It is my belief and experience that every contact method—alternative to live talk is simply seduction…to gain the ultimate moment of pure connection. Defined: phone call or face-to-face must be the goal. Only when you are able to fully engage another human will you have full advantage.
Whether closing for an appointment or simply gain permission to contact later—that’s what sales are about.
Closing. More closing. Repeat.
Despite that reality, why do countless sales professionals throw umpteen hours at that elusive chase for “the opening, yet fail to master closing skills? Carefully written blogs may consume the better part of a morning, until finally posted on cyberspace. Maybe a new group email is on the menu today? Crafted in a style that suggests personal message—mail merge the Hello Johns and Dear Bettys. After all, this long anticipated note from the neighborhood Realtor® will be delivered to 250 people who will devour every word…Right?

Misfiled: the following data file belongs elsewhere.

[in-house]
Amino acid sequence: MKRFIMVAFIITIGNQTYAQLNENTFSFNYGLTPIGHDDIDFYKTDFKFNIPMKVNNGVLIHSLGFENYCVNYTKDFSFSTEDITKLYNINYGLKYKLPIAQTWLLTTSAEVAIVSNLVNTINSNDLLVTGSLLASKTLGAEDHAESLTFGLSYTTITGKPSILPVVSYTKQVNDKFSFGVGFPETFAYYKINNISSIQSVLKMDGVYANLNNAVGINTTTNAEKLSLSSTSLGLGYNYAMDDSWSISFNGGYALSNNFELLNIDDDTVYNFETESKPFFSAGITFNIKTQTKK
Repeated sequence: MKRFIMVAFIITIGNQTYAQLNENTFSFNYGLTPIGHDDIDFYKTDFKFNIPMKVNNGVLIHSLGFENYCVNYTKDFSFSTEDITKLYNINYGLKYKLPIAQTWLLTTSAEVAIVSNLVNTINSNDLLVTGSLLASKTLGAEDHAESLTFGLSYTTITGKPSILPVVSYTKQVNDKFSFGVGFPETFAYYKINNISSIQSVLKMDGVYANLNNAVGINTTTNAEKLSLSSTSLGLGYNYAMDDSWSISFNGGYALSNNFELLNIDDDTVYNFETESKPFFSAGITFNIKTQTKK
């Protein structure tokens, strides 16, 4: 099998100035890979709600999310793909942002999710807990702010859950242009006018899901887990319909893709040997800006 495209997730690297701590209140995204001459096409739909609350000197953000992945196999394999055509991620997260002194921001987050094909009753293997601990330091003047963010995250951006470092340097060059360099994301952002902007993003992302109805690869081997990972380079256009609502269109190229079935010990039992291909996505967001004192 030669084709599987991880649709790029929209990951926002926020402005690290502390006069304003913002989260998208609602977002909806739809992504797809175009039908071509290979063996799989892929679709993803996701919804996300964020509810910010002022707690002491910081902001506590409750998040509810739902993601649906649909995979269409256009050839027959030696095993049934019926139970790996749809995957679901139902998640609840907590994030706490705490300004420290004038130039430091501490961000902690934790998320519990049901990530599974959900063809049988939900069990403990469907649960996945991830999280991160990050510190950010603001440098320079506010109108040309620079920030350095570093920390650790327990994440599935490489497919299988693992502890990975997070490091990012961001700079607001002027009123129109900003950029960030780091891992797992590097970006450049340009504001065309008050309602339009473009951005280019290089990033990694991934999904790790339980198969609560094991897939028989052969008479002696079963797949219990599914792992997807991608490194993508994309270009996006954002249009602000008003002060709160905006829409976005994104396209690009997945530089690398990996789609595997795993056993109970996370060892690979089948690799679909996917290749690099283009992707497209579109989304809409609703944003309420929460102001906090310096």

Maybe high quality paper materials are more your style. Expensive, but you will find a whole slew of post card producers (online, of course) who will tell you the value of your face, brand and ever so important info that simply must be mailed to your farm. How else will they hear about that free comparative market analysis? Or how many homes your office sold last week. Maybe ponder your cute little niche slogan—did anyone say BBS (Bored Buyer Specialist)?
Of course there is the matter of your highly specialized and oh so important web site. Buzzy gurus, with catchy nicknames like “Captain Internet” or “Web Doctor,” will offer a free white paper. Once you download the PDF file, you will be given a day or so to read it. Then what happens?
Well, first of all, in order to get this most valuable info, you had to complete an online form. Required fields were name, email and…dum-de-dum-dum—Your phone number!
Okay, a day or so passes and guess what? Yes, a call is ringing—with an out of area number you don’t recognize. In hope that it’s a high dollar buyer who just read your blog on home staging, you answer, “Hello?”